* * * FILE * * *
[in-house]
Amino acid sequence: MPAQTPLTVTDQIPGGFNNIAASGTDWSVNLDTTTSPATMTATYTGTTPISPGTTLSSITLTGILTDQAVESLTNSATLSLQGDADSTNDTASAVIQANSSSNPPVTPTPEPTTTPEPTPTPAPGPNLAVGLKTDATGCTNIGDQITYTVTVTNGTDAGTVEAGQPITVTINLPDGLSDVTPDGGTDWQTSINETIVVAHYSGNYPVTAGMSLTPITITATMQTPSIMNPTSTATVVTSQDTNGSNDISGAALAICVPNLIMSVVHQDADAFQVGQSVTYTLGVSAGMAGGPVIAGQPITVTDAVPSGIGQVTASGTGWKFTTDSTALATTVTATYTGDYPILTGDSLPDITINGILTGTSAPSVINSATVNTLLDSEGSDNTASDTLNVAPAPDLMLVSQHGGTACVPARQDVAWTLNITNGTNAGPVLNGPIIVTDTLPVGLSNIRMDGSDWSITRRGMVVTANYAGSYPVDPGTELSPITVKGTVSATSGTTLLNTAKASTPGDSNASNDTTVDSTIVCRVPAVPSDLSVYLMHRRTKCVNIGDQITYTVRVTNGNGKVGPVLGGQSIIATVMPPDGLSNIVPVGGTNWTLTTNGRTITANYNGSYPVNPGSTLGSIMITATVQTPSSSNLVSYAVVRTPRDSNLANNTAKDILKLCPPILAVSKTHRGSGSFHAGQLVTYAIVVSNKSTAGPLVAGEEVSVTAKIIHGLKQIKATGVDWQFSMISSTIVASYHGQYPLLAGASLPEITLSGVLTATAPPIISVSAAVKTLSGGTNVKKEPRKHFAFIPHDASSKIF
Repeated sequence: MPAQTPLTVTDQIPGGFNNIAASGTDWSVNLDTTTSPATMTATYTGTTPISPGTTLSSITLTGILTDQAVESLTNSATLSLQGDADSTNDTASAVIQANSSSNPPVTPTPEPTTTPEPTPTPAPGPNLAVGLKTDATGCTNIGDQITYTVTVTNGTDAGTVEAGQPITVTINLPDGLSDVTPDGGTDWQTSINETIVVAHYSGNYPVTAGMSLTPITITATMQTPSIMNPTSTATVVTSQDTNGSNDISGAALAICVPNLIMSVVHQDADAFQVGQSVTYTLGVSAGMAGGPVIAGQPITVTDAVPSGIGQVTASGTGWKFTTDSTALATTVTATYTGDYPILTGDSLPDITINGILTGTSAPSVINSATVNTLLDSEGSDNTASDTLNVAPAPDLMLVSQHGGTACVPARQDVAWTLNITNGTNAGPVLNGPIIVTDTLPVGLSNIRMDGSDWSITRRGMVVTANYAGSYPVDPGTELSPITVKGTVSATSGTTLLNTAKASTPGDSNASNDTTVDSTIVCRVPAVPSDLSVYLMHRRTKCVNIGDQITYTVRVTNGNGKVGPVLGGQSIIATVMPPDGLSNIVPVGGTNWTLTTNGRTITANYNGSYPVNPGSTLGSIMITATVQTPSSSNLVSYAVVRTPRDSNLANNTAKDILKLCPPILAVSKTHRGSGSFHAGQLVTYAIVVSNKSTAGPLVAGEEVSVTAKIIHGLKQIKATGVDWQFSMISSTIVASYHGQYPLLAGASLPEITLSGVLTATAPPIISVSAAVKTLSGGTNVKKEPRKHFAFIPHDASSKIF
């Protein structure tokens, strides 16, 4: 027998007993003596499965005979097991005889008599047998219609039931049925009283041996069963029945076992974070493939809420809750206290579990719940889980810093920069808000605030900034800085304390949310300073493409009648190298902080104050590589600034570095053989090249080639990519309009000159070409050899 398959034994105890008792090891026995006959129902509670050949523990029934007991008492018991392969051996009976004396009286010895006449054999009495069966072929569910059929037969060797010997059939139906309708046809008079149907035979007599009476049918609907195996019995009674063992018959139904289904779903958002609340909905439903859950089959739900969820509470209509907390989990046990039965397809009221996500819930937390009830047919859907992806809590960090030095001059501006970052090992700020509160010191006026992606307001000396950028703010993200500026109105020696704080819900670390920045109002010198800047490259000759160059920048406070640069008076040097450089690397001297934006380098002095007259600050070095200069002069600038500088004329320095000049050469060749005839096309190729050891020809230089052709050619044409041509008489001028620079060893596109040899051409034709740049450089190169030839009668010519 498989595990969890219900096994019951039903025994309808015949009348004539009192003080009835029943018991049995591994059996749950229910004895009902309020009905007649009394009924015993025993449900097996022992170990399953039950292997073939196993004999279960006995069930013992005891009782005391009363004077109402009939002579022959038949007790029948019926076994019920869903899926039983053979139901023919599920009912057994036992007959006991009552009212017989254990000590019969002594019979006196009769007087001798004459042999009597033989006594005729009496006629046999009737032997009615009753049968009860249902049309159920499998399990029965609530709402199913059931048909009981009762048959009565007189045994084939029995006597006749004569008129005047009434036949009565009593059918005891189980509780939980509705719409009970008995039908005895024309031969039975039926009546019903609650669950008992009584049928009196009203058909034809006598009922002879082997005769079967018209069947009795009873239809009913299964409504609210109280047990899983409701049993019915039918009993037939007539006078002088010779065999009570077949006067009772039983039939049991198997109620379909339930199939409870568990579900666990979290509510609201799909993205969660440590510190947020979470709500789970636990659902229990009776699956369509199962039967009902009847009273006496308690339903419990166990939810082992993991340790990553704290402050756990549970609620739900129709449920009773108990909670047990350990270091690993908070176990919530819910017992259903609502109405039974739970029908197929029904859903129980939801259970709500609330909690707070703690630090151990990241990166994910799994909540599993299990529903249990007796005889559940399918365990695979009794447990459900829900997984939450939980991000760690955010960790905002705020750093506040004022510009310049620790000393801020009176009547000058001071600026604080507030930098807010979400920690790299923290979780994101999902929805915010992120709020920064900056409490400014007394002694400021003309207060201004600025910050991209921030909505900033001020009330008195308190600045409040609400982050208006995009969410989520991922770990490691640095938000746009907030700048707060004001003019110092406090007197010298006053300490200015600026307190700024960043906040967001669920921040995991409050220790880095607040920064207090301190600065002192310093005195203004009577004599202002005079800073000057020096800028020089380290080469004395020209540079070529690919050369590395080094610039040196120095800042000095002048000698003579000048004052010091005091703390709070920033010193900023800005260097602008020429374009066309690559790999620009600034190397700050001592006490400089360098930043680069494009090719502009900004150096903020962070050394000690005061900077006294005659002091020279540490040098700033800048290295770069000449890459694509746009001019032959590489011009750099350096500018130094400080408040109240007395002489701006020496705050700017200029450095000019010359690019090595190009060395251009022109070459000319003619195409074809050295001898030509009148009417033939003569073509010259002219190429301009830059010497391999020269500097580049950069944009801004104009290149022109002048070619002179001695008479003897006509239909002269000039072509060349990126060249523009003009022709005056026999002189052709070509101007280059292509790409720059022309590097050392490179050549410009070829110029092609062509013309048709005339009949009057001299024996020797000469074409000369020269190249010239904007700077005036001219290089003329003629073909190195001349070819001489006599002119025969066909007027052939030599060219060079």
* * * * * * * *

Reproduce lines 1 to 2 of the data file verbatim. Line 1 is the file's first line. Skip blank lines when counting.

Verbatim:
[in-house]
Amino acid sequence: MPAQTPLTVTDQIPGGFNNIAASGTDWSVNLDTTTSPATMTATYTGTTPISPGTTLSSITLTGILTDQAVESLTNSATLSLQGDADSTNDTASAVIQANSSSNPPVTPTPEPTTTPEPTPTPAPGPNLAVGLKTDATGCTNIGDQITYTVTVTNGTDAGTVEAGQPITVTINLPDGLSDVTPDGGTDWQTSINETIVVAHYSGNYPVTAGMSLTPITITATMQTPSIMNPTSTATVVTSQDTNGSNDISGAALAICVPNLIMSVVHQDADAFQVGQSVTYTLGVSAGMAGGPVIAGQPITVTDAVPSGIGQVTASGTGWKFTTDSTALATTVTATYTGDYPILTGDSLPDITINGILTGTSAPSVINSATVNTLLDSEGSDNTASDTLNVAPAPDLMLVSQHGGTACVPARQDVAWTLNITNGTNAGPVLNGPIIVTDTLPVGLSNIRMDGSDWSITRRGMVVTANYAGSYPVDPGTELSPITVKGTVSATSGTTLLNTAKASTPGDSNASNDTTVDSTIVCRVPAVPSDLSVYLMHRRTKCVNIGDQITYTVRVTNGNGKVGPVLGGQSIIATVMPPDGLSNIVPVGGTNWTLTTNGRTITANYNGSYPVNPGSTLGSIMITATVQTPSSSNLVSYAVVRTPRDSNLANNTAKDILKLCPPILAVSKTHRGSGSFHAGQLVTYAIVVSNKSTAGPLVAGEEVSVTAKIIHGLKQIKATGVDWQFSMISSTIVASYHGQYPLLAGASLPEITLSGVLTATAPPIISVSAAVKTLSGGTNVKKEPRKHFAFIPHDASSKIF